WAIVER OF SEARCH STATE OF TEXAS COUNTY OF GALVESTON 1-10-72 (DATE) #133 Seahorse Motel (LOCATION) I, M. H. Potts, having been informed of my constitutional right no to have a search made of the premises hereinafter mentioned without a search warrant, and of my right to refuse to consent to such a search, hereby authorize Officer J. Dawson, an Officer of the Galveston Police Department, to conduct a complete search of my premises located at #133 Seashore Motel, in the City of Galveston, Galveston County, Texas. This Officer is authorized by me to take from my premises any letters, papers, materials or other properly which they may desire. This written permission is being given by me to the above named police officer voluntarily and without threats or promises of any kind. (Signed) M. H. Potts WITNESSES: R. Rubio O. T. Ekelund, Jr.

    A search of the motel room was then conducted, and, in addition to the clothing found in the living room, numerous nude photographs of appellant and the girls were discovered in a brown zipper case placed in the closet.

    The fifty-four year old appellant testified in his own behalf and acknowledged that he was a "Second Engineer" on a marine vessel, licensed by the government, that he had had to pursue a course of study for such position and understood the English language. He admitted he had been warned of his rights, that he signed the consent form after it had been read to him, but related he did not have his eyeglasses and did not understand what he signed since the officers represented to him that their sole intent was to go to the motel room to retrieve the girls' clothing which their parents had requested. He also testified he had consented to a search of his automobile by the officers, which consent he does not now question.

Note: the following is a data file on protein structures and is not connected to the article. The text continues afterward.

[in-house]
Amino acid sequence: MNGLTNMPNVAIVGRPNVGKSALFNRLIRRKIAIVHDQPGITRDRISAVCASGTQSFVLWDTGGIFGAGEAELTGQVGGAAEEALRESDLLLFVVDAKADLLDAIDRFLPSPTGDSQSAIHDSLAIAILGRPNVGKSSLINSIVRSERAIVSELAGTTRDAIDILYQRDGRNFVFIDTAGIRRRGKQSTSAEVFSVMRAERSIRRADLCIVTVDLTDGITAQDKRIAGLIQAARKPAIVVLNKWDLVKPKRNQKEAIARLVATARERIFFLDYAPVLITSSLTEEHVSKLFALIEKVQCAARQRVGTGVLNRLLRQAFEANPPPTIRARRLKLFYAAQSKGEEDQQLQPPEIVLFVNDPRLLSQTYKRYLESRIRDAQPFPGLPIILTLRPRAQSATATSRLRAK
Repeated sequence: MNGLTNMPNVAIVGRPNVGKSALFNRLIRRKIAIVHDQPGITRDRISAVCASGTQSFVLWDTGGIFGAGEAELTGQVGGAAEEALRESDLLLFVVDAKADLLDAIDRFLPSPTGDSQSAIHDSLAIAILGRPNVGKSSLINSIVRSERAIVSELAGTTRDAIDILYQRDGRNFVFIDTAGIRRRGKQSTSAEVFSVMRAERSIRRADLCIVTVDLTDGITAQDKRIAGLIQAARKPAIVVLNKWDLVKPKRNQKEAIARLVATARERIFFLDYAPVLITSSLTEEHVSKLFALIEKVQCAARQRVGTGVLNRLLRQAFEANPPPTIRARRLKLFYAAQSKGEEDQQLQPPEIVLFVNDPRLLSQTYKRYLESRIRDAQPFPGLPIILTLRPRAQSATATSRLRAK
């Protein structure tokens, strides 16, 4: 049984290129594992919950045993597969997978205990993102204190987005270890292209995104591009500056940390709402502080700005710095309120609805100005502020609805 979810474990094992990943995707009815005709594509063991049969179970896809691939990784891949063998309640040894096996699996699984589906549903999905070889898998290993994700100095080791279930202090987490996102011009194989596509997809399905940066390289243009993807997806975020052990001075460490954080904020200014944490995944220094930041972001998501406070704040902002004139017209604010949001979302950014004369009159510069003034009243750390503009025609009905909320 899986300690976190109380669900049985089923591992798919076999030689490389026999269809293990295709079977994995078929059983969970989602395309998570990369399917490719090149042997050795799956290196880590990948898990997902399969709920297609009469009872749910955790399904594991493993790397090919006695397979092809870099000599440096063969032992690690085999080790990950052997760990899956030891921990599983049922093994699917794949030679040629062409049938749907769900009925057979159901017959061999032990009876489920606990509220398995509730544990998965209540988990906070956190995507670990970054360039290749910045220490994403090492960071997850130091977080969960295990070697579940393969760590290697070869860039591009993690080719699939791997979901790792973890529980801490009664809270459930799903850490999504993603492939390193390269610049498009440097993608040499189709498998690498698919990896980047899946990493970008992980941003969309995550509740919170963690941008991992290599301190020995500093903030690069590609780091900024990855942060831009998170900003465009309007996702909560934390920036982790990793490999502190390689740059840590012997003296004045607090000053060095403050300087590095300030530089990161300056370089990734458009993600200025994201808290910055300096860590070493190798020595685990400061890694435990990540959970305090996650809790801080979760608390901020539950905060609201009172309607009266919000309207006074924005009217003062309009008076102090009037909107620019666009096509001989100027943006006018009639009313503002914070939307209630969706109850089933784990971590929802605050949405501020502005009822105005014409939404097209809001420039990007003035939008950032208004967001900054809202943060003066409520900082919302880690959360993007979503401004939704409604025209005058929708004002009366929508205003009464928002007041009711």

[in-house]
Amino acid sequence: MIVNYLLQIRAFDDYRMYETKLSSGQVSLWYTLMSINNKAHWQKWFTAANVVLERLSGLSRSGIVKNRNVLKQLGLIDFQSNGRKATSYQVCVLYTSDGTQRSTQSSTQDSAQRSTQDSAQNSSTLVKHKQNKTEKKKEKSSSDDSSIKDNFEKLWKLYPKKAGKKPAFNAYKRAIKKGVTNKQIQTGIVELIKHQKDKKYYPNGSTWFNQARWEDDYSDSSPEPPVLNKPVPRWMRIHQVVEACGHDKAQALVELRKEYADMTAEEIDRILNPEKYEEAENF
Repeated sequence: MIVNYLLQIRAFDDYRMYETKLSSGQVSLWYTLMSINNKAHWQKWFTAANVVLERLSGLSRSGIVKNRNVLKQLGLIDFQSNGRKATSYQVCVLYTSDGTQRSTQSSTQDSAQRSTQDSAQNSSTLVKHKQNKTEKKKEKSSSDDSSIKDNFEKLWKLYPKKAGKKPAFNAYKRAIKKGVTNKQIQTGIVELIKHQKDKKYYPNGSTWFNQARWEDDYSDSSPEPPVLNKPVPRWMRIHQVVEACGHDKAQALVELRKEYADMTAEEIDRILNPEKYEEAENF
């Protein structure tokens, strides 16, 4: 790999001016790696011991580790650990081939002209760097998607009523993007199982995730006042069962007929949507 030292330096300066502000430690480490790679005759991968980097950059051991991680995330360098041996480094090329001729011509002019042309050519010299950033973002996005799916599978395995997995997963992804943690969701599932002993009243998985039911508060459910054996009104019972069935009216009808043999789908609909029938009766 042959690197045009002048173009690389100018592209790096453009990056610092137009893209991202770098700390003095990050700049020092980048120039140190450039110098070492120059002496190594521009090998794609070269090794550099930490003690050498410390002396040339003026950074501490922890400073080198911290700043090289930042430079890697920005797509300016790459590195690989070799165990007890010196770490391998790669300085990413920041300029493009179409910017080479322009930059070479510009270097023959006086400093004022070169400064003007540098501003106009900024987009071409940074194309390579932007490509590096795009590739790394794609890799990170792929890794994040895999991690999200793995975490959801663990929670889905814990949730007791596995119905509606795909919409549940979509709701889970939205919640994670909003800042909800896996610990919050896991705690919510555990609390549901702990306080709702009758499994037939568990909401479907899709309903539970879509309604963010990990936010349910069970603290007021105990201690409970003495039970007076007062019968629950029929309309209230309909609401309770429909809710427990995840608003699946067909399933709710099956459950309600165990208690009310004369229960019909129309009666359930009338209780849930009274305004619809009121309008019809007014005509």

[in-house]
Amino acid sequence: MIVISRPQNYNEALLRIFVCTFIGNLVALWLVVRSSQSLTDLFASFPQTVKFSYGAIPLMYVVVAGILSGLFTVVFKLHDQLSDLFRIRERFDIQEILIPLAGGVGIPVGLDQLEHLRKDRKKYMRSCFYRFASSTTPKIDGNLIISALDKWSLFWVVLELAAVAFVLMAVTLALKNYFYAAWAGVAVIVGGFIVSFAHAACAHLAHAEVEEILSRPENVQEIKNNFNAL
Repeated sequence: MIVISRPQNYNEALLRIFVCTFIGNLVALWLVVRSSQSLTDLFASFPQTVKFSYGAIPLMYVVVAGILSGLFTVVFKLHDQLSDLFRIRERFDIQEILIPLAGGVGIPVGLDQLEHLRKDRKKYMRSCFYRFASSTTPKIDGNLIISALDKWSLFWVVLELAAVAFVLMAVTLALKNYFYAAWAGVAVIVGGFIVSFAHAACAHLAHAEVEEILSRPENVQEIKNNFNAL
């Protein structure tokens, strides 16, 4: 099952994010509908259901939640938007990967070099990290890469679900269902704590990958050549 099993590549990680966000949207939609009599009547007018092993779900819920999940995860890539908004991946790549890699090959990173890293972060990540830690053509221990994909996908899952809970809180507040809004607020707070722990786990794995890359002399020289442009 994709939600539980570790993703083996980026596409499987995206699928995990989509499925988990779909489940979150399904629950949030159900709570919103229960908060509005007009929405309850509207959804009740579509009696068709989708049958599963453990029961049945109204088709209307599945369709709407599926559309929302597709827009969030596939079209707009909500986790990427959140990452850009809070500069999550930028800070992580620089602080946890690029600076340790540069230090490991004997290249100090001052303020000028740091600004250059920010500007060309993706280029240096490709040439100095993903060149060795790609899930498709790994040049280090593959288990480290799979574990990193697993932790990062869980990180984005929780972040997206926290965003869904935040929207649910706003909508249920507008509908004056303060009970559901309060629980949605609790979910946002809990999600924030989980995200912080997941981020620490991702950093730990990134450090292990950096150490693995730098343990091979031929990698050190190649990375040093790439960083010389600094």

At the conclusion of the hearing, the trial judge denied the motion to suppress and made written findings which were filed among the papers of the cause.[1] In such findings the judge found `beyond a reasonable doubt that after being warned of his rights, appellant knowingly, intelligently, voluntarily, and without coercion consented to the search in question."

    As earlier noted, appellant contends the trial court erred in denying the motion to suppress because his consent to search was not knowingly and voluntarily given.

    The protections afforded against unreasonable searches and seizures may, like other constitutional rights, be waived. Katz v. United States, 389 U.S. 347, 88 S. Ct. 507, 19 L. Ed. 2d 576 (1967); 51 Tex. Jur.2d, Part 1, Searches and Seizures § 42, p. 720. By consenting to a search, an individual may waive his constitutional right and dispense altogether with the necessity of a warrant.

    It is well settled that before the consent is deemed effective the prosecution must prove by clear and convincing evidence that the consent was freely and voluntarily given, Bumper v. North Carolina, 391 U.S. 543, 548, 88 S. Ct. 1788, 1792, 20 L. Ed. 2d 797 (1968); Paprskar v. State, *526 484 S.W.2d 731 (Tex.Cr.App.1972), and neither physically nor psychologically coerced. 51 Tex.Jur.2d, Part 1, Searches and Seizures § 42, p. 722. See also Phelper v. Decker, 401 F.2d 232 (5th Cir. 1968).

    In the instant case, the arresting officer informed the appellant that he had a right not to have a search made of his premises without a search warrant and of his right to refuse to consent to a search of his motel room. Though such warning is not required nor essential, the showing of a warning is of evidentiary value in determining whether a valid consent was given. Allen v. State, 487 S.W.2d 120 (Tex.Cr.App.1972); Cole v. State, 484 S.W.2d 779 (Tex.Cr.App.1972); DeVoyle v. State, 471 S.W.2d 77 (Tex.Cr.App.1971).